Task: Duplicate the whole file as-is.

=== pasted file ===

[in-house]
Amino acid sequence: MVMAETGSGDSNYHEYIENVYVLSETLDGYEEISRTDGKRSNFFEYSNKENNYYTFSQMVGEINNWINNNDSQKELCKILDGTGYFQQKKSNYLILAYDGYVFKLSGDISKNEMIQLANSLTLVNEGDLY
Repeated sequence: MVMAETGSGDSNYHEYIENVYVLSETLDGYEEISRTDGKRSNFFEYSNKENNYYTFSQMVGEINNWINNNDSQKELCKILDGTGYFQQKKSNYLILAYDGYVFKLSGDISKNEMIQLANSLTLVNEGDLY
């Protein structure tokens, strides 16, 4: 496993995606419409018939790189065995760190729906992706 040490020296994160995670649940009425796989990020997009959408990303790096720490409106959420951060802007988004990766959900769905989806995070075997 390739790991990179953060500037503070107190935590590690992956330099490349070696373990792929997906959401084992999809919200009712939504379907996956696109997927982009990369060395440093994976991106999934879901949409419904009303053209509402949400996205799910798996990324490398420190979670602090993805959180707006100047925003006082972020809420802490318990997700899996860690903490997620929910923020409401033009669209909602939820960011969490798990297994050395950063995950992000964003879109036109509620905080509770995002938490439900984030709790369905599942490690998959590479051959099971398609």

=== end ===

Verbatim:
[in-house]
Amino acid sequence: MVMAETGSGDSNYHEYIENVYVLSETLDGYEEISRTDGKRSNFFEYSNKENNYYTFSQMVGEINNWINNNDSQKELCKILDGTGYFQQKKSNYLILAYDGYVFKLSGDISKNEMIQLANSLTLVNEGDLY
Repeated sequence: MVMAETGSGDSNYHEYIENVYVLSETLDGYEEISRTDGKRSNFFEYSNKENNYYTFSQMVGEINNWINNNDSQKELCKILDGTGYFQQKKSNYLILAYDGYVFKLSGDISKNEMIQLANSLTLVNEGDLY
């Protein structure tokens, strides 16, 4: 496993995606419409018939790189065995760190729906992706 040490020296994160995670649940009425796989990020997009959408990303790096720490409106959420951060802007988004990766959900769905989806995070075997 390739790991990179953060500037503070107190935590590690992956330099490349070696373990792929997906959401084992999809919200009712939504379907996956696109997927982009990369060395440093994976991106999934879901949409419904009303053209509402949400996205799910798996990324490398420190979670602090993805959180707006100047925003006082972020809420802490318990997700899996860690903490997620929910923020409401033009669209909602939820960011969490798990297994050395950063995950992000964003879109036109509620905080509770995002938490439900984030709790369905599942490690998959590479051959099971398609």